When you first create your strategic plan for accomplishing your goals, you start with an intention. An intention is nothing but a decision you’ve made. You intend to do something. If someone hears you say that you intend to do a thing, they’ve automatically decided for themselves that you’re gonna do it, and you should feel the same way.
- An intention is a decision to do something
After you set your intention, you brainstorm a bunch of possibilities that will help you accomplish this intention. Once you’ve got 3-5 of those, you isolate the best goal for the job, because one will be superior to others. One will get you where you want to go faster and smarter than the rest.
At this point, it’s time for you to decide on your progress speed. This depends on the effort you plan on putting into your goal and how fast you want it to be accomplished. Personally, I’m always for things getting done as quickly as they can be done.
This part of your plan/strategy will be the schedule. You look at the next year of your life (no reason to go any farther than this) and plan out the next 12 months. This gives you monthly benchmarks, weekly objectives and a daily to do list.
Once you know WHAT needs done, it’s time to decide what order to do it in. Each week you have an objective to accomplish.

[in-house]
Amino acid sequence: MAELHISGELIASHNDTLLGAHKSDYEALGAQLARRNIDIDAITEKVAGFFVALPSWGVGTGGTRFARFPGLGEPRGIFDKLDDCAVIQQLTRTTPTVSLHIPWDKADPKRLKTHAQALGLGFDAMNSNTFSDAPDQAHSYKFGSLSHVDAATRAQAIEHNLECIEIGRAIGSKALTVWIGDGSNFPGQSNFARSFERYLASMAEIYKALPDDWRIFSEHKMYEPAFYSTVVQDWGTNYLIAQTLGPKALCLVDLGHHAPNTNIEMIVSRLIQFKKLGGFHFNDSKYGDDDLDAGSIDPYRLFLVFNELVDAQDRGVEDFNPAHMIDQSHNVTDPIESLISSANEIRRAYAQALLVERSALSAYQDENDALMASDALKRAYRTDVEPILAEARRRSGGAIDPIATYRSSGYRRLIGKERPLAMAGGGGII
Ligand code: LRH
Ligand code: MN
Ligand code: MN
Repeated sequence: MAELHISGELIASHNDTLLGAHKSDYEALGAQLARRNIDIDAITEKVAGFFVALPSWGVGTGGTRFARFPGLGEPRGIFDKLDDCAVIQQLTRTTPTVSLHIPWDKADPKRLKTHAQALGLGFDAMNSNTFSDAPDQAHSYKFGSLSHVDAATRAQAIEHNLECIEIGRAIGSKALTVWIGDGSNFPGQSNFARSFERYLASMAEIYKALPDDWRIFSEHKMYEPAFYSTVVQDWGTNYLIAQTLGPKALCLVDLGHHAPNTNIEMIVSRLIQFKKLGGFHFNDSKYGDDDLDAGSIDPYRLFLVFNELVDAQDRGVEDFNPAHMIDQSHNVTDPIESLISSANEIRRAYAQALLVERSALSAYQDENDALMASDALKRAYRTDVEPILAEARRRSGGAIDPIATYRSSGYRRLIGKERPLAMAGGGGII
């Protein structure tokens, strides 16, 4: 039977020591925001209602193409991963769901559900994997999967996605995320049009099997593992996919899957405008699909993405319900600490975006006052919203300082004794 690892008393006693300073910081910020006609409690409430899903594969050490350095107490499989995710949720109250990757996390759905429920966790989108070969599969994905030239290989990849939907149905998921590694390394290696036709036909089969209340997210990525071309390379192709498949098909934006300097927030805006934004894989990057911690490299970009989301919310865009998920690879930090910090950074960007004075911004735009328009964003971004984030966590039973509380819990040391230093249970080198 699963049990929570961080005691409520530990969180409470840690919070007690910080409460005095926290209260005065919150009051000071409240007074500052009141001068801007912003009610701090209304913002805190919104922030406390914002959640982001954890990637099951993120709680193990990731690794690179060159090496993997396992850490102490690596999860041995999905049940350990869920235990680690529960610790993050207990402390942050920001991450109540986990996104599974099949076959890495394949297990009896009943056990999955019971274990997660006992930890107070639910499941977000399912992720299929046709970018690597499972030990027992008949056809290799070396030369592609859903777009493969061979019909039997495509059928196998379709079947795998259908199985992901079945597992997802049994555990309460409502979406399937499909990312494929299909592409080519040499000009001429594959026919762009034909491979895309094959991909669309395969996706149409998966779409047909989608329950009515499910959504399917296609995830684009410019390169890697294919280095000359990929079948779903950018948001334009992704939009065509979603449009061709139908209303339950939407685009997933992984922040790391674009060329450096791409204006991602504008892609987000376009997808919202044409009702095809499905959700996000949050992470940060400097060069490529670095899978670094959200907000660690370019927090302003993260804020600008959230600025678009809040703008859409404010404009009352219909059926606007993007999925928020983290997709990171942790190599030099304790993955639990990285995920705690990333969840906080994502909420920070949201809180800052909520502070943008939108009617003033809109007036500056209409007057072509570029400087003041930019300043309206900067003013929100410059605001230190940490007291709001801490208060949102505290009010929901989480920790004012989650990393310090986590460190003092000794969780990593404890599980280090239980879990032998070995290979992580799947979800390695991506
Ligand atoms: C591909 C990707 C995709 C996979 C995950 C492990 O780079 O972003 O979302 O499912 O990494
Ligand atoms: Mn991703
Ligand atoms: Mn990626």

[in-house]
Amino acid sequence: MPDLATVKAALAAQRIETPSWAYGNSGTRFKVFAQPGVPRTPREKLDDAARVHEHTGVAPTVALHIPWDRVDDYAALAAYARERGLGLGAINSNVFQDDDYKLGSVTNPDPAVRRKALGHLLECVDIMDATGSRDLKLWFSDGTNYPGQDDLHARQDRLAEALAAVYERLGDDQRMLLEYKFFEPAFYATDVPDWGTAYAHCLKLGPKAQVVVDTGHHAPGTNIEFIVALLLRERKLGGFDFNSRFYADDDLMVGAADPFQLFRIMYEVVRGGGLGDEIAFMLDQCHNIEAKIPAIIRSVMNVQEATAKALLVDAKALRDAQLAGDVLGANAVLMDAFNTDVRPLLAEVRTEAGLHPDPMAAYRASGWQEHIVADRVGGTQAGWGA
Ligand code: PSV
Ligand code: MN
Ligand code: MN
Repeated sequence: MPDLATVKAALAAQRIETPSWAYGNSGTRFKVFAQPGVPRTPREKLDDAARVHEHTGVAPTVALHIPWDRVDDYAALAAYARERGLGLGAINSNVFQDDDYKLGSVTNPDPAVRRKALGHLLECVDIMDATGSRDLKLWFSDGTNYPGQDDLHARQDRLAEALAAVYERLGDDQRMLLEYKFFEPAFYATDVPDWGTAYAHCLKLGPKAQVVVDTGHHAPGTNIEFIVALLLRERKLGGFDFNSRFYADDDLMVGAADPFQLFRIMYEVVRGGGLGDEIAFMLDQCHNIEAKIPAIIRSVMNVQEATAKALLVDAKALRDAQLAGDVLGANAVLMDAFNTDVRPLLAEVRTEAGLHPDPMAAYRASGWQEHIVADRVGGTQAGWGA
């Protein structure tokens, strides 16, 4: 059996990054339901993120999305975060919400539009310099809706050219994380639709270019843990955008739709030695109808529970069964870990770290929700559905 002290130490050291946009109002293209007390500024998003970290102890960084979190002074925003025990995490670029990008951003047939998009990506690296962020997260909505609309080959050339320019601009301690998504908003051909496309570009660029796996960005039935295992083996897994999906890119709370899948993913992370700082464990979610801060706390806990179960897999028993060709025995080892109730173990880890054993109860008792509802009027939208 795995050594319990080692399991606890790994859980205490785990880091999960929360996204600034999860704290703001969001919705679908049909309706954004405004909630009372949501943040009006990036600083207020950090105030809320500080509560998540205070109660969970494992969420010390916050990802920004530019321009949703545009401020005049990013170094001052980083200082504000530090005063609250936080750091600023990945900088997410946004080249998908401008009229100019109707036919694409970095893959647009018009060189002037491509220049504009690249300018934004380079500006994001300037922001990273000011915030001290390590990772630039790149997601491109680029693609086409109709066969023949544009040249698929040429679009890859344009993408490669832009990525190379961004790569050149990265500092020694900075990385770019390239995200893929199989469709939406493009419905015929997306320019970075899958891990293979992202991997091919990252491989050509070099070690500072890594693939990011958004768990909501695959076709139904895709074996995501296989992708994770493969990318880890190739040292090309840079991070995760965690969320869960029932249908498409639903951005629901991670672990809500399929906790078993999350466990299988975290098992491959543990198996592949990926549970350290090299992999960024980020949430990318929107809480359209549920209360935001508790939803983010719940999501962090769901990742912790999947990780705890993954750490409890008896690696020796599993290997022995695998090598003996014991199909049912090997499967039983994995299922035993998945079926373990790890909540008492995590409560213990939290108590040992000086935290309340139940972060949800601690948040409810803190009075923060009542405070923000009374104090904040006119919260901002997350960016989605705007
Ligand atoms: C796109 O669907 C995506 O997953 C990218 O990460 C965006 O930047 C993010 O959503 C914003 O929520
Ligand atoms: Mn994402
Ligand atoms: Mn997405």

It might be to finish the paperwork you need to send in so that the government can set up your business for you with all the permits and permissions you require.
It’s important for you to prioritize your daily tasks because if you don’t you end up accomplishing things that really offer little value in comparison to tasks that offer high value.
Like walking your dog….get your paper work finished before. Walking your dog is important, but not as important as working on your business, which is the income that feeds the dog in the first place.
A strategic plan is necessary and helps you accomplish your goals because it keeps you in line, and has you worrying about what NEEDS to be worried about, and nothing else. Otherwise, you have to rely on your memory for everything…not recommended.
What happens to your goal if you decide not to use a plan?